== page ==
I am getting asked this a lot, why I decided to make my own engine in order to create Sapiens, and why I didn’t “just use Unity/Unreal/Godot etc.”
So rather than answer everyone individually, now I can point you all here!
a) The main reason is because I can.
I started making games in 2003. Unity didn’t exist then. There were a few engines around at that time, but the options weren’t as good as they are now. I would guess that the majority of people who made games did so from scratch, and every game I made in the early days used my own custom engine with OpenGL.
So when I sat down to start Sapiens, I did so with over 15 years experience making my own engines vs. zero years experience using Unity or Unreal. That alone is a pretty big factor! It would be crazy to throw all of that experience away unless I really had no other option.
I am also lucky enough to have the time to make my own engine. I don’t have any investors or publishers breathing down my neck wanting to see gameplay/content immediately. I have the funds from the successes of my previous games to be able to take my time with this game.
b) I’d rather know exactly how everything works
Using an engine means that large parts of what is going on are hidden in a black box. Even if you have source access, you didn’t write that code, and it can be hard to figure out how it works. Having written every line of code myself, I know exactly how it works, how best to use it, where to look when things don’t work. This benefit especially now that I am getting into the later stages of development really can’t be understated.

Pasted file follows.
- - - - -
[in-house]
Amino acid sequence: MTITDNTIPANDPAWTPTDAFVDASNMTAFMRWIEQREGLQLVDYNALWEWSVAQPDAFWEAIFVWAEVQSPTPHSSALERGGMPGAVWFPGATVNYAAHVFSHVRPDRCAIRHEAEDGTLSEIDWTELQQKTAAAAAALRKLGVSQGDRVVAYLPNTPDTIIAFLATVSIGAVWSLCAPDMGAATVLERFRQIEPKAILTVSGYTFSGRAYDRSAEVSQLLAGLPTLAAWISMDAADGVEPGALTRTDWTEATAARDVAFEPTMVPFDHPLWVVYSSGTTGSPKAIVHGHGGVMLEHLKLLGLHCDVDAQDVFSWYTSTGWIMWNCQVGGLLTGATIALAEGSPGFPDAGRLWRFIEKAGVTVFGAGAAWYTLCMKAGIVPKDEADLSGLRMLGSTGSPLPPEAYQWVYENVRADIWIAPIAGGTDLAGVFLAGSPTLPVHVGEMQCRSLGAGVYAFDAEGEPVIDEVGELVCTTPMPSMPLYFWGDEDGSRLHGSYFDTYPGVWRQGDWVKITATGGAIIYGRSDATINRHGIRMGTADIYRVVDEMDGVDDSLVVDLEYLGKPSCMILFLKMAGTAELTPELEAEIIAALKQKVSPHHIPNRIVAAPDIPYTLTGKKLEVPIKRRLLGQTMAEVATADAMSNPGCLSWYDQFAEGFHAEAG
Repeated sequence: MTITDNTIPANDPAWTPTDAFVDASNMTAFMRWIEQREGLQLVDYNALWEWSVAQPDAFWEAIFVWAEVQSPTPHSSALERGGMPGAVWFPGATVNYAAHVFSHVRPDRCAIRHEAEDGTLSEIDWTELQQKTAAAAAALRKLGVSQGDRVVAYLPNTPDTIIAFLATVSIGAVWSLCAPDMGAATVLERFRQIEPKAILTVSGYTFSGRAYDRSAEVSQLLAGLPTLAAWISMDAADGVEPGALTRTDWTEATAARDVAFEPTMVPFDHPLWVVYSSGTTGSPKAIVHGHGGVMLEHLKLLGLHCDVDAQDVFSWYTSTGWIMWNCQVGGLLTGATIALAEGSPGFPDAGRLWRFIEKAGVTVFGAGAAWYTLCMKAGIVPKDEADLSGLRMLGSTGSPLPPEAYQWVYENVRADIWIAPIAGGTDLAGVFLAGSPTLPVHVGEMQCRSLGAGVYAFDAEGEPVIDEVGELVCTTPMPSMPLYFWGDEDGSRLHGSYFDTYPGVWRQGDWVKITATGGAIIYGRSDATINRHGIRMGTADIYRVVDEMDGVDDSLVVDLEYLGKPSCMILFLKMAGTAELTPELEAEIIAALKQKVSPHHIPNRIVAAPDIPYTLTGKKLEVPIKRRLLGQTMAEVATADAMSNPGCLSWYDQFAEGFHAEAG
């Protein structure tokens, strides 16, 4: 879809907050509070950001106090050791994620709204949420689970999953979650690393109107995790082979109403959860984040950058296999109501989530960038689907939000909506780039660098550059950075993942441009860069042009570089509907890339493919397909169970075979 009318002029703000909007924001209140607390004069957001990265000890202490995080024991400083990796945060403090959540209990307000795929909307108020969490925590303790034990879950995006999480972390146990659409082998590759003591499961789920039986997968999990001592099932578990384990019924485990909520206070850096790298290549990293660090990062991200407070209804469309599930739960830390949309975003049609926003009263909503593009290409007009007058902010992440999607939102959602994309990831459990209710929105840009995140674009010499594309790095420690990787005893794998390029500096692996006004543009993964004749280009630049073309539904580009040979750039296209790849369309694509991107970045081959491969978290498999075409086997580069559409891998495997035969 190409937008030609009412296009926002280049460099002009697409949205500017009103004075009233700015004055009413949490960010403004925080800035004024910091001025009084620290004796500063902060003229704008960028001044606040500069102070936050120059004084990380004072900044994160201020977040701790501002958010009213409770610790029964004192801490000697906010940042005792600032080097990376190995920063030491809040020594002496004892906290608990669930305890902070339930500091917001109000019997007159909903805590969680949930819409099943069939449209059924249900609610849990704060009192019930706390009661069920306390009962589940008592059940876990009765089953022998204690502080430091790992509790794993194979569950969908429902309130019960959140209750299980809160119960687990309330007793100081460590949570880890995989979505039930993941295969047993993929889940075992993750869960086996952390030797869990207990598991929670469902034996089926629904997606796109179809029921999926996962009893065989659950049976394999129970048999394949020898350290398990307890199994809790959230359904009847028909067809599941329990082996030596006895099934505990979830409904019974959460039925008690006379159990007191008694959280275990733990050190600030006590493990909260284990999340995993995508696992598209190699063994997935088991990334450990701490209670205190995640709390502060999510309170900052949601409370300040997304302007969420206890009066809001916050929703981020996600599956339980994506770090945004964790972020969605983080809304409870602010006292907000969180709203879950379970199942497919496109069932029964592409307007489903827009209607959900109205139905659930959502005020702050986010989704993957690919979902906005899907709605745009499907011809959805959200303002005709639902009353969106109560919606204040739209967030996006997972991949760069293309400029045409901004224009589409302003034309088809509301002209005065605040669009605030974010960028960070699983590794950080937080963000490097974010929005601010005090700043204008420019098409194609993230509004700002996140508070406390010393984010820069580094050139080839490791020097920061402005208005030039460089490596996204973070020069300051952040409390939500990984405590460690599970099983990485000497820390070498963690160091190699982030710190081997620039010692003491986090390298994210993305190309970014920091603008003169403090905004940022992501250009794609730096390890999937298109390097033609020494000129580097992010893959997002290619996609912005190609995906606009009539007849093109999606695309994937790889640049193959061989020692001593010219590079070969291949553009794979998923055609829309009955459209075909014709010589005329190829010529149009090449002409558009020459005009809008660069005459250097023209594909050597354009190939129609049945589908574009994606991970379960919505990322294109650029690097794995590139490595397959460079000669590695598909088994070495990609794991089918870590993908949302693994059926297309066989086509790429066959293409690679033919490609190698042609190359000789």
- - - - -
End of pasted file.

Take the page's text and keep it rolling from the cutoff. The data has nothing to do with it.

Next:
d) Sapiens is not normal
This is kind of a minor point compared to the others, but still worth mentioning.
The engines are extremely flexible, and I’m fairly certain I could have made Sapiens using them. However they are designed mostly towards fairly small worlds with static geometry. Sapiens with it’s earth-scale planet needs to have an engine with double precision all the way through. It needs a terrain generation system which can support extremely fast on-the-fly tessellation, in multiplayer, with modification support. It needs to create and render thousands of trees/rocks/plants/animals across the entire surface of a planet seamlessly as you explore, every one of them being able to be moved or removed.
I have no doubt that attempting to achieve all of this would have had me fighting with the engine every step of the way. It could have been done, but it would not have been as fun, and ultimately I would have written a whole lot of the same code, just in a different environment that I had less control over.
e) I enjoy it
This is probably the second biggest factor. I just really enjoy writing the engine code too. It feels good, it provides a nice variety of work through my day, and it’s just really rewarding, enjoyable work. I love my job.
Yeah but you’re wrong and I still think you’re crazy
There are definitely down sides too. It has taken me longer to get to working on gameplay than it would have. I had to spend months porting my renderer to Vulkan because the industry changed underneath me, Unity or Unreal would have given that to me for free. Cross platform support isn’t quite so easy. And there are no doubt other sacrifices I have made too.
If you think you’d be better off making a game in Unity, you’re almost certainly right. Creating even a 2D game engine is very hard, and it’s taken me 15 years to learn enough to be able to make this engine and game.
But for me, there is no doubt I made the right decision. The best solution is the solution that gets you out of bed in the morning.